My bias is Wesleyan, but the sources I am working with are not. If it is helpful they are: "History of the World Christian Movement" by Irvin & Sunquist for church history from Acts to pre-Reformation times, and for Reformation to current "The Story of Christianity: Volume Two" and "History of Christian Thought: Vol 3" both by Justo Gonzalez.

Let's begin with pre-reformation Catholicism. You pit "Lone Ranger personal relationship with God" individualism, against a corporate and communal understanding. I would agree with you that our focus should not be individualistic and private. But this is not the same thing as an institutionalized and mediated faith. What I am advocating is a relational faith which is by definition communal not individual. Part of that participation in relationship however involves a genuine living faith that is personal and real. That can only happen when choice is involved. One cannot make an entire country moral or loving by the sword which is exactly what we see at the time of the 4th Lateran Council.

You say that my portrayal of the Roman Catholic church's massive killing of "heretics" is unfair. But I have to say to that "c'mon" as well. Even if most of the people were in fact "wrong" in their orthodoxy, would that make brutally murdering them somehow ok? Would you want one of us to be killed after our conversation?

The fact is, the real motivation in a great number of executions was not religion but political power. That is clear with the Waldesians, the Franciscans (who were banned and narrowly escaped being killed), and with Luther himself who only avoided death because he was buddies with one of the most powerful men on the globe at the time. many historians believe that was also the reason Jesus was killed. Not because he was "nice" but because living in a Christ-like way is subversive to power. It challenges it, threatens it. So I don't see it as far stretch at all to imagine that as others exhibited Christ-likeness that this was seen as a threat to the powers that be. It happened under pagan Rome, and it happened under "Christian" Rome.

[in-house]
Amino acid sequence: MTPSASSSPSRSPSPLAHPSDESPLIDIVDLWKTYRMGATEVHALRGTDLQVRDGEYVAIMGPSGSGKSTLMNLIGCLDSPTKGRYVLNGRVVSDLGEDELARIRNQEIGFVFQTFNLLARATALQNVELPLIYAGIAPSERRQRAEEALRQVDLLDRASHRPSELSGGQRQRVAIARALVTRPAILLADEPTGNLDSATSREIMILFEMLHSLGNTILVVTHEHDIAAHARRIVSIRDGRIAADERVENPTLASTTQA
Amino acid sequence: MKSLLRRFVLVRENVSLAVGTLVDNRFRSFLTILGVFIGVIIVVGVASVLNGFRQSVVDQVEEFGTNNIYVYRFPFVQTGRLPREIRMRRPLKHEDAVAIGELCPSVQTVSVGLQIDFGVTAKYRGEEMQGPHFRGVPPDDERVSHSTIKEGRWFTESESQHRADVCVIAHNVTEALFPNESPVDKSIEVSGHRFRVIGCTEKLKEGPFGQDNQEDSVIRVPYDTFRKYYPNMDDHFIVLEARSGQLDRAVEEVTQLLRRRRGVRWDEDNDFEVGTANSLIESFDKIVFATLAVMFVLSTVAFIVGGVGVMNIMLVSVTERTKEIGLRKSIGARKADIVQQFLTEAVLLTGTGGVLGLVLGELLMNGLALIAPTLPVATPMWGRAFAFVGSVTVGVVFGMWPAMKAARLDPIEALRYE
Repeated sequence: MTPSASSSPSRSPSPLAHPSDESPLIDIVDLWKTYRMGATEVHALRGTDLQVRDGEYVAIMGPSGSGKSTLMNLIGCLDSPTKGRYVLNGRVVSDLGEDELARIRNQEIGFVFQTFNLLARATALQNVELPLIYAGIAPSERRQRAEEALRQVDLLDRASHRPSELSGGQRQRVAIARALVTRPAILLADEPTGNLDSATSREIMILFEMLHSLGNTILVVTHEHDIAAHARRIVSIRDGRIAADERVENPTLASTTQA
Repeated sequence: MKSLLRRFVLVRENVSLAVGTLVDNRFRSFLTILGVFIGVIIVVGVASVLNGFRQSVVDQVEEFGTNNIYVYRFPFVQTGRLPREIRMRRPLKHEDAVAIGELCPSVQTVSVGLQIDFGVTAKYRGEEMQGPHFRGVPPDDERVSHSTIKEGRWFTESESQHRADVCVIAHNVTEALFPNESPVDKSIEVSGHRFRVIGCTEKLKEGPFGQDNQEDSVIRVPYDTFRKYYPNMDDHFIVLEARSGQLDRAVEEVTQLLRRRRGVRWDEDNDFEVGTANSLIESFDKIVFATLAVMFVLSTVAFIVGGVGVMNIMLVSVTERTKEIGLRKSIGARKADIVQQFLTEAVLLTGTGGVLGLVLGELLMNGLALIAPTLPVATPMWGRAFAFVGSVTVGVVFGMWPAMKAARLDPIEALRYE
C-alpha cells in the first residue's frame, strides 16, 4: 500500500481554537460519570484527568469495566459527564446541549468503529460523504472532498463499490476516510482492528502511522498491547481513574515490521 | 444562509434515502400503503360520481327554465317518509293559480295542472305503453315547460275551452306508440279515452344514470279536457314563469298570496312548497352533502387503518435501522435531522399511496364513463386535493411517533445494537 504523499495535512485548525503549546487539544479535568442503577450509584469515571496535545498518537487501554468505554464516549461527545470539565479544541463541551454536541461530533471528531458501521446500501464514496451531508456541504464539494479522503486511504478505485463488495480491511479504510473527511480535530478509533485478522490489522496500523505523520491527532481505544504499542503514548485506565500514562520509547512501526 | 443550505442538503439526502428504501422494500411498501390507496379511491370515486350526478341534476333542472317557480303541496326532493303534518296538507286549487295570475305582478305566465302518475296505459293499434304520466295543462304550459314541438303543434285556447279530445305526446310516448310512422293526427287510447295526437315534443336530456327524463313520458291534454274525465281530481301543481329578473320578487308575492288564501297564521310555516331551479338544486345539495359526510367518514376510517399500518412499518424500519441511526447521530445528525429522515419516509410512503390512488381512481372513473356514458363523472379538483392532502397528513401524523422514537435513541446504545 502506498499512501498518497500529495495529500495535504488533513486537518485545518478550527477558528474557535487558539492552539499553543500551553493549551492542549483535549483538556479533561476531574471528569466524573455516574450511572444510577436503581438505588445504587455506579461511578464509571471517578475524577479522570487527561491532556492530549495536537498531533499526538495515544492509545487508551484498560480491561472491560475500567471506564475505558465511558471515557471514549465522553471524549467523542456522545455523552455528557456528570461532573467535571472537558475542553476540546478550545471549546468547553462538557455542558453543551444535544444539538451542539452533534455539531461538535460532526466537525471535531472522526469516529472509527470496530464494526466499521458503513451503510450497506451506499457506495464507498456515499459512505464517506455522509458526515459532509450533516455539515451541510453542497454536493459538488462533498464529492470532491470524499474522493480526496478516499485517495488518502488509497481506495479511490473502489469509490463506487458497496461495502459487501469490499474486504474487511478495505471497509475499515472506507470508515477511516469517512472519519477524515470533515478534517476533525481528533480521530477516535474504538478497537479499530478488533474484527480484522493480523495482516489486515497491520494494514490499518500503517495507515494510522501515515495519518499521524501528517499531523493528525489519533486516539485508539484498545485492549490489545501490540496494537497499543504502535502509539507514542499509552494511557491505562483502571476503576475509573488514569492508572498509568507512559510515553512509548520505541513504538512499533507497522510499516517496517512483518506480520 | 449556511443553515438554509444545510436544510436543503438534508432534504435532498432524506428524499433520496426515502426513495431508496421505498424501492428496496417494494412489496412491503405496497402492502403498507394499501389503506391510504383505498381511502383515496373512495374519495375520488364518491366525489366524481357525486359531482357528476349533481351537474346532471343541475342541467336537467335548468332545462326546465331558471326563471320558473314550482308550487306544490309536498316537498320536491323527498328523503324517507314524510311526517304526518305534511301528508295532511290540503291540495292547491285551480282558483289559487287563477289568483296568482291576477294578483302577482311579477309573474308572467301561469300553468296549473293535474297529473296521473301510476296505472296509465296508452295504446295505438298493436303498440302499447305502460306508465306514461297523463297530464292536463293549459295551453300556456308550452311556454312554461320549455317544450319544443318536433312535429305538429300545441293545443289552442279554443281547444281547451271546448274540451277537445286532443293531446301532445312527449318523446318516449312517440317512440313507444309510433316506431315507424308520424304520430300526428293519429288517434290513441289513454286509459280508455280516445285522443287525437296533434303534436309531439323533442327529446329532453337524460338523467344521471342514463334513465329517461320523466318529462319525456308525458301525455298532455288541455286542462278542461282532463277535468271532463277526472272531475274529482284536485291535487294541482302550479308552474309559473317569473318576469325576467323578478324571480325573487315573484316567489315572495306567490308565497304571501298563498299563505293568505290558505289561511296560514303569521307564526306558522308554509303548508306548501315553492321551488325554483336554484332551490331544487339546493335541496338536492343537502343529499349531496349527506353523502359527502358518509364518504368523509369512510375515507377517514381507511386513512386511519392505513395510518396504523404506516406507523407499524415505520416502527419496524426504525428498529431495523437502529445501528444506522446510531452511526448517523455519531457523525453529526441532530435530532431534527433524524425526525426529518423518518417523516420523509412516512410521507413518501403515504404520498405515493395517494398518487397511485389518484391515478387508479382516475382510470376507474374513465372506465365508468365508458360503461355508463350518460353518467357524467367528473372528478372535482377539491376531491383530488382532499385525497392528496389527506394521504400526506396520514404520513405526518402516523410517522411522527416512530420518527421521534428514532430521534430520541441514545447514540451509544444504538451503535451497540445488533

Finally you write,
"No concept of new birth existed" is simply false.

Can you back that up? I don't think it is false historically. I see no signs of it in the theology and teachings of medieval Catholicism. I am not claiming that no one had a relationship with God. As I mentioned, the tradition of mysticism within the Catholic church is a testament to this. But I am saying that the idea of this intimate and direct relationship with God in a "new birth" was not something that appeared in theological thought or in the general teaching to parishioners until around the time of German Pietism. If you are aware of evidence for it before then in medieval times, I am all ears.

At 12:42 AM, Anonymous Anonymous said...

"you use Lutherans as a positive example once or twice and Lutherans are also pedobaptists"

So are Methodists. However in both there is a time when one makes a choice. In Lutheranism this is known as "confirmation". In the Wesleyan tradition it is the new birth.

The point is not about baptism, so much as it is that at the time in the middle ages there was no choice involved in being a Christian if you lived in a Christian country (i.e. Europe) you were by default and by law a Christian. Religion was not a matter of personal conscience. Religious freedom as a political and legal idea did not exist.

Moving on to Spener, you make the argument that the church was in fact vibrant at the time of Spener. But if that was really the case, how does one explain the Piestist movement exploding all over Europe? There was obviously a void it was filling in people's lives. There are always movements that seek to breath life into institutions. That's the whole idea of being Reform: to be a church that is always reforming.

My point is not that Lutheran's suck and Pietists are cool. The point is that every group that begins with fire and life eventually becomes institutionalized and lifeless, and so needs a way to revitalize itself. We need that.

It seems to me that your arguments are mostly based in you being uncomfortable with me criticizing other groups, Catholics & Lutherans in this case. But I don't single them out. I think self-criticism is a vital part of a healthy faith. I see the same trend of institutionalization in Evangelicalism.

"people who have other traditions of relationship with God outside the piety movement"

Are you speaking for yourself here? Would you like to share more about what that looks like?

At 8:57 PM, Blogger Weekend Fisher said...

Hi Derek